It’s rare for me to agree completely with job search advice that I find online, but I think I may have found that one person whose suggestions make complete sense to me. Mark O’Toole is not a career counselor or a recruiter; he’s the managing director of public relations and content marketing at HB agency, a business-to-business marketing and communications company, and he’s hired lots of people over the course of his career. In a series of slides (which is a clever way to get people to actually read what he has written), he has laid out his “11 Reasons Graduates Lose Out on Jobs.”
I’ll give you the abbreviated version of those reasons here, but do yourself a favor and take a few minutes to actually look at what Mr. O’Toole has to say. He does it elegantly, persuasively, and concisely, and I couldn’t say it better myself.
- Your resume is too long (or too short). Tip 38 and Appendix H in my book can help you create a good resume.
- You didn’t come to the interview prepared. Tips 42-47 and Appendices A, J, and K can help you prepare.
- You didn’t ask good questions at the interview. Appendix A provides a list of possible questions, and you’ll also find ideas about how to formulate other questions in Tips 6, 13, 42 and Appendix C.
- You didn’t send a thank you note after the interview. . .or if you did, it just said “thank you.” O’Toole provides some excellent advice here about what to say in the thank you note, which complements what I say in Tips 6 and 42.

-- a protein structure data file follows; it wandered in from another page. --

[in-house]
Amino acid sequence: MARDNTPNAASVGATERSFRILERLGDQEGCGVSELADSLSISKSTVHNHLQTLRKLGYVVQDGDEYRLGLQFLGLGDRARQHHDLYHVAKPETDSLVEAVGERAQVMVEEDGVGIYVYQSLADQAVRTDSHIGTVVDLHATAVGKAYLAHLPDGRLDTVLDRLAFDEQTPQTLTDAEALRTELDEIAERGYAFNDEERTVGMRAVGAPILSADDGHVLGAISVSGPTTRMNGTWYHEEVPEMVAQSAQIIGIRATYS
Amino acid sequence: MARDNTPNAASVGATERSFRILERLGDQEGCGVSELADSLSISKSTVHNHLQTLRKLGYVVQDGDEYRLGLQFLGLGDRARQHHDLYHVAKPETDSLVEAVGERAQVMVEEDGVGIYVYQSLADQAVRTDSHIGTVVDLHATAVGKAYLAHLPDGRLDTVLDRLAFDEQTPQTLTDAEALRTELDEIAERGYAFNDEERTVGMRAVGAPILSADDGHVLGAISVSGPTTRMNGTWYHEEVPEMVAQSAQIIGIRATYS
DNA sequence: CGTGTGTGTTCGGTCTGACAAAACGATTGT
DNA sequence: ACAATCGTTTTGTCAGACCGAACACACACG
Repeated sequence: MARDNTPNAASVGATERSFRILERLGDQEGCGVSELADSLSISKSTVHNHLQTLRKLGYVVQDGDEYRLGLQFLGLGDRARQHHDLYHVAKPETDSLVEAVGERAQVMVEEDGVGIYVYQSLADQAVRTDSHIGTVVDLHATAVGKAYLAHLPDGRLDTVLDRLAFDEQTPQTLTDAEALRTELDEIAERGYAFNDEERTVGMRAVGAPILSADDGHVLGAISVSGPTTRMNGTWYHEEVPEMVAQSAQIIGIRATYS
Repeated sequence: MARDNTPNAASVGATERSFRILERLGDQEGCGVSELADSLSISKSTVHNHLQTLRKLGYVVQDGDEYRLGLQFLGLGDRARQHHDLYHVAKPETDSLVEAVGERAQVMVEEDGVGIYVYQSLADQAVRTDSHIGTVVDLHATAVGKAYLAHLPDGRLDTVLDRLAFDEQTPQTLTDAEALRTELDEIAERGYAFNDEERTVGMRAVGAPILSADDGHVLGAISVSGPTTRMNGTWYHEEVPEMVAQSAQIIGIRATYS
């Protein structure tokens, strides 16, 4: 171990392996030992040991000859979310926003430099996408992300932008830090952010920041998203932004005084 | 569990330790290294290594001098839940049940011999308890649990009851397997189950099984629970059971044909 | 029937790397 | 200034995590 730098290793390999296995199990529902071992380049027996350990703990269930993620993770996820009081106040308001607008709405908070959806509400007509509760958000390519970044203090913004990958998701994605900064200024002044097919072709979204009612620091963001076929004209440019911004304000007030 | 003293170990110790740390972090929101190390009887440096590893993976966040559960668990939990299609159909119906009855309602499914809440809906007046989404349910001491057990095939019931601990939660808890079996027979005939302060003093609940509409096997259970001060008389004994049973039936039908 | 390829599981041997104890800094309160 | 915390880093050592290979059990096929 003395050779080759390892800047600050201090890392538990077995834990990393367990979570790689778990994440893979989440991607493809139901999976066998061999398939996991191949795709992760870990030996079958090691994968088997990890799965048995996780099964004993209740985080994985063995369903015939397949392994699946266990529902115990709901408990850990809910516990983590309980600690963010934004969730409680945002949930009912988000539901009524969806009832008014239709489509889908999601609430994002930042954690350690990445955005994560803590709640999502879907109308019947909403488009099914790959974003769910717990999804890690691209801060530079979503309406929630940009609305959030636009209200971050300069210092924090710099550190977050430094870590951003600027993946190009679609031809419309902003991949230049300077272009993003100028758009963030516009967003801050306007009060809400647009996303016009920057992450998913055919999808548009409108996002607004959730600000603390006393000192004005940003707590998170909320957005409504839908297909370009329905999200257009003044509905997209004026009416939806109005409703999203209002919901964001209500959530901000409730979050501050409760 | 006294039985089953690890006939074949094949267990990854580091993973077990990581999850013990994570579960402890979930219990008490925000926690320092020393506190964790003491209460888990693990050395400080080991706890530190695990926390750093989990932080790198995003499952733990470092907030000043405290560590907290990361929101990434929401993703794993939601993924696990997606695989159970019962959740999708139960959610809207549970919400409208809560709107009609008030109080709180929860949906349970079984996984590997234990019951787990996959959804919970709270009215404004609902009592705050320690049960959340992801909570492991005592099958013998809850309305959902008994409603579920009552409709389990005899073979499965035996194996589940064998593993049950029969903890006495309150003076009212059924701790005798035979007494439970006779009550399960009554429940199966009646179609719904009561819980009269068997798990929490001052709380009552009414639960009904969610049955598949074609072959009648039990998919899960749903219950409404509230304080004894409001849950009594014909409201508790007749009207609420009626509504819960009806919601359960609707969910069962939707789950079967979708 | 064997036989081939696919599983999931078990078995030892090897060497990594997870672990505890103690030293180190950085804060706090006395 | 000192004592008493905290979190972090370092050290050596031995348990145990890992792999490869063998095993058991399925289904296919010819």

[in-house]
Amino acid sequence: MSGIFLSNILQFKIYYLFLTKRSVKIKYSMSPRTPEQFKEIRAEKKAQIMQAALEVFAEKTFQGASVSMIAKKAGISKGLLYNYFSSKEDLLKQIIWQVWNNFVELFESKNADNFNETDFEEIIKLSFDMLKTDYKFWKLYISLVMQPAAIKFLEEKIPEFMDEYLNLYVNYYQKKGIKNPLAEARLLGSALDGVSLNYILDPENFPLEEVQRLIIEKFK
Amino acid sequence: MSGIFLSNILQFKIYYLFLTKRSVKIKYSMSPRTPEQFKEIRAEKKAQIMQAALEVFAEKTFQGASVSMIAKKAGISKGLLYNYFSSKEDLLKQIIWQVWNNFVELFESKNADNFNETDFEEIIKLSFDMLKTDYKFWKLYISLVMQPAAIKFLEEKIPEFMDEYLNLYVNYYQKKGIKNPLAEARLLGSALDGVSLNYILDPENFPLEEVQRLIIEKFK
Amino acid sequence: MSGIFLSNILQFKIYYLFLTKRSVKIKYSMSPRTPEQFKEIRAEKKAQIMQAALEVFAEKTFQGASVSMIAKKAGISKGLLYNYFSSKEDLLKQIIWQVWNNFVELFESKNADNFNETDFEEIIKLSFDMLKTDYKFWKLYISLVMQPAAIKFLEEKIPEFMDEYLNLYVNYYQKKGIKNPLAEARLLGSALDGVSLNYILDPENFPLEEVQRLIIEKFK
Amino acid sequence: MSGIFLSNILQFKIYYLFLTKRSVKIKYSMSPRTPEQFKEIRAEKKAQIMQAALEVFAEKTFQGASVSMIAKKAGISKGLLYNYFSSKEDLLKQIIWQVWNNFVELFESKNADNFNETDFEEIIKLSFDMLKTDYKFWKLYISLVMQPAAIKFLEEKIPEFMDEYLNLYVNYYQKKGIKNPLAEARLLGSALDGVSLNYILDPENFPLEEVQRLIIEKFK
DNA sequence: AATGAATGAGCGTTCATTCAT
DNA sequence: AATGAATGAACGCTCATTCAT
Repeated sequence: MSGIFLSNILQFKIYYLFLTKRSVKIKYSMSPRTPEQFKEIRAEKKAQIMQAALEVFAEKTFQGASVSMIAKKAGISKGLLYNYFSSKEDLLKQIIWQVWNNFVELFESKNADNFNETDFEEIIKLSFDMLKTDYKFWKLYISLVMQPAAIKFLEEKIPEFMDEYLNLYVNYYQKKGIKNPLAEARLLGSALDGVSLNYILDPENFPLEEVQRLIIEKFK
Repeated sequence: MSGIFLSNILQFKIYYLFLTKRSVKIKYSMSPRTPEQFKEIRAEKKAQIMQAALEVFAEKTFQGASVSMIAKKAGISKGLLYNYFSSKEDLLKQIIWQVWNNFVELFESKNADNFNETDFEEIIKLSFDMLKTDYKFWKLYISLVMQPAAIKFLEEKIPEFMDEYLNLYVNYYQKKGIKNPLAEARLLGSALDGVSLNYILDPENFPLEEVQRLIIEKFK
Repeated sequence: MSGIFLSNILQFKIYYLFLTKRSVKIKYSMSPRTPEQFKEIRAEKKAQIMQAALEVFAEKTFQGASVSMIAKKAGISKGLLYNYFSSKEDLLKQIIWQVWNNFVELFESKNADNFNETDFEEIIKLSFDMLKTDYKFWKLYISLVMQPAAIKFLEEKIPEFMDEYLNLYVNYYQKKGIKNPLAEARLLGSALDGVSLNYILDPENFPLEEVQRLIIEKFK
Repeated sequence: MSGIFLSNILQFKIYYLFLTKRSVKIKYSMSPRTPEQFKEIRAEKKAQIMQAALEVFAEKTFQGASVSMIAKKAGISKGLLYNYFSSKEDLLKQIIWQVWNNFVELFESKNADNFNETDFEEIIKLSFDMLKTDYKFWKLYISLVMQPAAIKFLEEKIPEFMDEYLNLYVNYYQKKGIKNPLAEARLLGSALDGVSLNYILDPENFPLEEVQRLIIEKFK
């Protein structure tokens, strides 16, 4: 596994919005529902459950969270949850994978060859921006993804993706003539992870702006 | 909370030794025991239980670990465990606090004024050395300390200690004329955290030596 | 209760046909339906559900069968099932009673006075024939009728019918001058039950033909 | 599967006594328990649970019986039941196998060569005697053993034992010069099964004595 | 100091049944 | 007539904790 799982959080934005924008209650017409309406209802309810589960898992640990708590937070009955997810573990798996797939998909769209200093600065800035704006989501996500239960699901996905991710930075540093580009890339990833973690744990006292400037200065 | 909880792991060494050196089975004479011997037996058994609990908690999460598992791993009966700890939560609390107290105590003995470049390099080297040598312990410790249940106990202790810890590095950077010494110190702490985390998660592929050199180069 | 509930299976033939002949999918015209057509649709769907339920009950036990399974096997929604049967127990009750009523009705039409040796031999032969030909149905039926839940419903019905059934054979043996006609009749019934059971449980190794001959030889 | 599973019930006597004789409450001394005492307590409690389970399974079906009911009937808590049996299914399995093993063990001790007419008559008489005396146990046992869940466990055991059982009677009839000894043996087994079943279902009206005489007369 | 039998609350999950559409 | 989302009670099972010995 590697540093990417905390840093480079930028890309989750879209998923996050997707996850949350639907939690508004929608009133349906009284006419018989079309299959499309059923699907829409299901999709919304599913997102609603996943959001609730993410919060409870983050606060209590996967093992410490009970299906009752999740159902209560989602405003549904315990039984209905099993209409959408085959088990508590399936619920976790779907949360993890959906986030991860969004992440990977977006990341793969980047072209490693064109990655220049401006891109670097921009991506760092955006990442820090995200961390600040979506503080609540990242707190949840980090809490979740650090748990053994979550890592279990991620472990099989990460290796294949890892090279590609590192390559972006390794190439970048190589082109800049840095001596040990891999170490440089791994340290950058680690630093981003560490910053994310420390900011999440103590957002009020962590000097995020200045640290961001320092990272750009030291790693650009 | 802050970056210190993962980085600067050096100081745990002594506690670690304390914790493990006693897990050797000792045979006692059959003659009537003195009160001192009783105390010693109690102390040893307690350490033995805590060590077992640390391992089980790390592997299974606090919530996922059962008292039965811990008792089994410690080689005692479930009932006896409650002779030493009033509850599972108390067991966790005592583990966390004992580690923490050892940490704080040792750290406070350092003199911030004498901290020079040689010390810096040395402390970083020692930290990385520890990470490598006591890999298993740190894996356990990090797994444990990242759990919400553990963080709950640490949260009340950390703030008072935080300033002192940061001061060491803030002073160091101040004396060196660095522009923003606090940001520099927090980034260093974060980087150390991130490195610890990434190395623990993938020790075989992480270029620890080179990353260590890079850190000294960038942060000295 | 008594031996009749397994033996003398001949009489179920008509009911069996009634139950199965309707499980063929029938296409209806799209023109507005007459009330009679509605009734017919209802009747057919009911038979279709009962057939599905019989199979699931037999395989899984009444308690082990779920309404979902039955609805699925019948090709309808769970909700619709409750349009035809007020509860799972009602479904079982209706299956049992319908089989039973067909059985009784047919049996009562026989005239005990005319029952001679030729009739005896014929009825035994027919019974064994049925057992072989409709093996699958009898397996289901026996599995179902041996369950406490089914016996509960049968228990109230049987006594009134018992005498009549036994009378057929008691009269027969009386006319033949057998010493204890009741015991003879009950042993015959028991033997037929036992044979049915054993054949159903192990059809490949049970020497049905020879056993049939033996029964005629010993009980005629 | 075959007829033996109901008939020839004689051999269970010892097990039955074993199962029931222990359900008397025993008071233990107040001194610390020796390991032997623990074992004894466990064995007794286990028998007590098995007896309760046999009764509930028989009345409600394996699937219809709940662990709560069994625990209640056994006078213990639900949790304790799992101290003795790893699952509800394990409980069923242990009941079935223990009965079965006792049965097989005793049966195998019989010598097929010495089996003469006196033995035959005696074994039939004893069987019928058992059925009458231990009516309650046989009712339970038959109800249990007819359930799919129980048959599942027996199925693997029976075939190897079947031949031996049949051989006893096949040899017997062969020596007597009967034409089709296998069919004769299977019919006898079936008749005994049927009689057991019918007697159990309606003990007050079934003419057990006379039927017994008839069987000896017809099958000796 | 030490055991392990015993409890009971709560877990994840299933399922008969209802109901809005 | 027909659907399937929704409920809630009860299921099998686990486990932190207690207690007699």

- You didn’t dress professionally. Appendix K (Dressing for the interview), should keep you from making this mistake!
- You didn’t focus on the job. To me, this is really part of preparing for the interview—you should understand as much as you can about the specific job you have applied for and the company you want to work for. Tip 42 helps you with this type of preparation.
- You overstate your experience with social media. Although I don’t talk about this specifically in my book, O’Toole makes an excellent point. Having sent a few tweets or having hundreds of friends on Facebook does not make you a social media guru.
- Your resume had typos! I cannot stress strongly enough that anything you write and submit to a prospective employer CANNOT have typographical errors. That includes the application form, cover letter, resume, and (where applicable) writing samples. If you’re not good at proofreading your own work (and most of us aren’t), get someone else to proofread it for you.
- You don’t have a profile on LinkedIn. LinkedIn has become very important in the world of work, and you should learn as much as you can about how to use it to your advantage. Appendix F (Creating your profile on LinkedIn), is a good place to start.
- You didn’t do an internship. As I tell all my students (and anyone else who will listen), employers will take someone with internship experience over another equally skilled applicant without that internship every time. Tips 2 and 5 talk more about the value of internships.
- You were unprofessional. O’Toole includes not knowing how to shake hands, not making eye contact, not demonstrating interest in the people you meet, and being late in this point. There are lots of ways to be “unprofessional,” but all of the Tips in my Step 5 (Prepare for the application process) can help make sure that you know how to behave professionally.